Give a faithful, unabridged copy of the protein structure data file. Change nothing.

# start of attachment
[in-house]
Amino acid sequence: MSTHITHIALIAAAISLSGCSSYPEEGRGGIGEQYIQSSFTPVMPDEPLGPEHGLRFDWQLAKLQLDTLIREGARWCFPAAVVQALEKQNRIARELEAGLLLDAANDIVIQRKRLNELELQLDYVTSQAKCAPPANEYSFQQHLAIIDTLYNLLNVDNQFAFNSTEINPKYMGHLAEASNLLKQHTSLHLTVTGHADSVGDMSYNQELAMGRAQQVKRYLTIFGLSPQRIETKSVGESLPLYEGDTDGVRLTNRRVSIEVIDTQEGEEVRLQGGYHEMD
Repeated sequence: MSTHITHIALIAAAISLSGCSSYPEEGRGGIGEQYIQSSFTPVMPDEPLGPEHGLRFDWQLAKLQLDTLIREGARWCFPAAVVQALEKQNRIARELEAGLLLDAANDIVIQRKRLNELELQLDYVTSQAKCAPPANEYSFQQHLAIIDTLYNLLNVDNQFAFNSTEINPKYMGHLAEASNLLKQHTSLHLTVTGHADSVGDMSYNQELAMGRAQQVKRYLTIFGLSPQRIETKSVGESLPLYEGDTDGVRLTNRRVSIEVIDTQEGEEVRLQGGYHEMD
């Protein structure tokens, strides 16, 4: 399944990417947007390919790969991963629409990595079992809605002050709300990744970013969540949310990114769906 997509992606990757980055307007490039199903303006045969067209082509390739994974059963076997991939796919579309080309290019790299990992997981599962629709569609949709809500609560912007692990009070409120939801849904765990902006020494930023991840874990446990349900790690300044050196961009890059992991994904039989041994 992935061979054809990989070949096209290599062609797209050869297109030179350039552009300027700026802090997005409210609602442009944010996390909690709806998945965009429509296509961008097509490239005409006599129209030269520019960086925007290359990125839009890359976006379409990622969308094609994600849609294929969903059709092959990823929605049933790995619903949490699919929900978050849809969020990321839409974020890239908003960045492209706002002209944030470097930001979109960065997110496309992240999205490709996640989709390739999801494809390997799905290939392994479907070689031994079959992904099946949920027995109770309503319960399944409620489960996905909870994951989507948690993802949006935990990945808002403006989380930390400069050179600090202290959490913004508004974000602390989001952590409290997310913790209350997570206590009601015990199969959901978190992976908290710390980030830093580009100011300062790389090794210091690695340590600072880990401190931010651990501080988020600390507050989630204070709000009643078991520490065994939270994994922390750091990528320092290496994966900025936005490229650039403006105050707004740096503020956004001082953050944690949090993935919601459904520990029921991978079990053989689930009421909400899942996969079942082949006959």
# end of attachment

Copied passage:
[in-house]
Amino acid sequence: MSTHITHIALIAAAISLSGCSSYPEEGRGGIGEQYIQSSFTPVMPDEPLGPEHGLRFDWQLAKLQLDTLIREGARWCFPAAVVQALEKQNRIARELEAGLLLDAANDIVIQRKRLNELELQLDYVTSQAKCAPPANEYSFQQHLAIIDTLYNLLNVDNQFAFNSTEINPKYMGHLAEASNLLKQHTSLHLTVTGHADSVGDMSYNQELAMGRAQQVKRYLTIFGLSPQRIETKSVGESLPLYEGDTDGVRLTNRRVSIEVIDTQEGEEVRLQGGYHEMD
Repeated sequence: MSTHITHIALIAAAISLSGCSSYPEEGRGGIGEQYIQSSFTPVMPDEPLGPEHGLRFDWQLAKLQLDTLIREGARWCFPAAVVQALEKQNRIARELEAGLLLDAANDIVIQRKRLNELELQLDYVTSQAKCAPPANEYSFQQHLAIIDTLYNLLNVDNQFAFNSTEINPKYMGHLAEASNLLKQHTSLHLTVTGHADSVGDMSYNQELAMGRAQQVKRYLTIFGLSPQRIETKSVGESLPLYEGDTDGVRLTNRRVSIEVIDTQEGEEVRLQGGYHEMD
């Protein structure tokens, strides 16, 4: 399944990417947007390919790969991963629409990595079992809605002050709300990744970013969540949310990114769906 997509992606990757980055307007490039199903303006045969067209082509390739994974059963076997991939796919579309080309290019790299990992997981599962629709569609949709809500609560912007692990009070409120939801849904765990902006020494930023991840874990446990349900790690300044050196961009890059992991994904039989041994 992935061979054809990989070949096209290599062609797209050869297109030179350039552009300027700026802090997005409210609602442009944010996390909690709806998945965009429509296509961008097509490239005409006599129209030269520019960086925007290359990125839009890359976006379409990622969308094609994600849609294929969903059709092959990823929605049933790995619903949490699919929900978050849809969020990321839409974020890239908003960045492209706002002209944030470097930001979109960065997110496309992240999205490709996640989709390739999801494809390997799905290939392994479907070689031994079959992904099946949920027995109770309503319960399944409620489960996905909870994951989507948690993802949006935990990945808002403006989380930390400069050179600090202290959490913004508004974000602390989001952590409290997310913790209350997570206590009601015990199969959901978190992976908290710390980030830093580009100011300062790389090794210091690695340590600072880990401190931010651990501080988020600390507050989630204070709000009643078991520490065994939270994994922390750091990528320092290496994966900025936005490229650039403006105050707004740096503020956004001082953050944690949090993935919601459904520990029921991978079990053989689930009421909400899942996969079942082949006959």